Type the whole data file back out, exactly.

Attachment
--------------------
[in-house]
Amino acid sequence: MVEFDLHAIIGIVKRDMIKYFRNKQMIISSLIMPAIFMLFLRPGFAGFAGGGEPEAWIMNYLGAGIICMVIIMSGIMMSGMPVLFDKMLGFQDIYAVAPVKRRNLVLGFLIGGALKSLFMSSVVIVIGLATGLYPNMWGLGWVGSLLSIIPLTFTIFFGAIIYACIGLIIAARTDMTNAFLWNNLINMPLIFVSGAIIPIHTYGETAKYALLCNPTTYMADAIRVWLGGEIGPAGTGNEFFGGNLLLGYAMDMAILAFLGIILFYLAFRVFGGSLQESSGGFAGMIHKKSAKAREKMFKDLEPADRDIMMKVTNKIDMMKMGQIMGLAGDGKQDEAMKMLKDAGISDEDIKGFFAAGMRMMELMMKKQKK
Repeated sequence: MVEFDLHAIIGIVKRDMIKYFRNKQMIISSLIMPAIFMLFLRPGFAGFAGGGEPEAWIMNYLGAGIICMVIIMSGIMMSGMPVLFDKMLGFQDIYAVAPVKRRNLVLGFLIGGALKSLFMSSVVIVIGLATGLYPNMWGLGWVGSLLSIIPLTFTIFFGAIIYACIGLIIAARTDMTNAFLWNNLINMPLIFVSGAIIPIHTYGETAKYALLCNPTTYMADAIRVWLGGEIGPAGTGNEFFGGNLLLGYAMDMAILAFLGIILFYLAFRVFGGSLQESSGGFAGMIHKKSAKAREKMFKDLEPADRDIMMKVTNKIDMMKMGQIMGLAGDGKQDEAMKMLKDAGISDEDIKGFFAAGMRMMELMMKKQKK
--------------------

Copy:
[in-house]
Amino acid sequence: MVEFDLHAIIGIVKRDMIKYFRNKQMIISSLIMPAIFMLFLRPGFAGFAGGGEPEAWIMNYLGAGIICMVIIMSGIMMSGMPVLFDKMLGFQDIYAVAPVKRRNLVLGFLIGGALKSLFMSSVVIVIGLATGLYPNMWGLGWVGSLLSIIPLTFTIFFGAIIYACIGLIIAARTDMTNAFLWNNLINMPLIFVSGAIIPIHTYGETAKYALLCNPTTYMADAIRVWLGGEIGPAGTGNEFFGGNLLLGYAMDMAILAFLGIILFYLAFRVFGGSLQESSGGFAGMIHKKSAKAREKMFKDLEPADRDIMMKVTNKIDMMKMGQIMGLAGDGKQDEAMKMLKDAGISDEDIKGFFAAGMRMMELMMKKQKK
Repeated sequence: MVEFDLHAIIGIVKRDMIKYFRNKQMIISSLIMPAIFMLFLRPGFAGFAGGGEPEAWIMNYLGAGIICMVIIMSGIMMSGMPVLFDKMLGFQDIYAVAPVKRRNLVLGFLIGGALKSLFMSSVVIVIGLATGLYPNMWGLGWVGSLLSIIPLTFTIFFGAIIYACIGLIIAARTDMTNAFLWNNLINMPLIFVSGAIIPIHTYGETAKYALLCNPTTYMADAIRVWLGGEIGPAGTGNEFFGGNLLLGYAMDMAILAFLGIILFYLAFRVFGGSLQESSGGFAGMIHKKSAKAREKMFKDLEPADRDIMMKVTNKIDMMKMGQIMGLAGDGKQDEAMKMLKDAGISDEDIKGFFAAGMRMMELMMKKQKK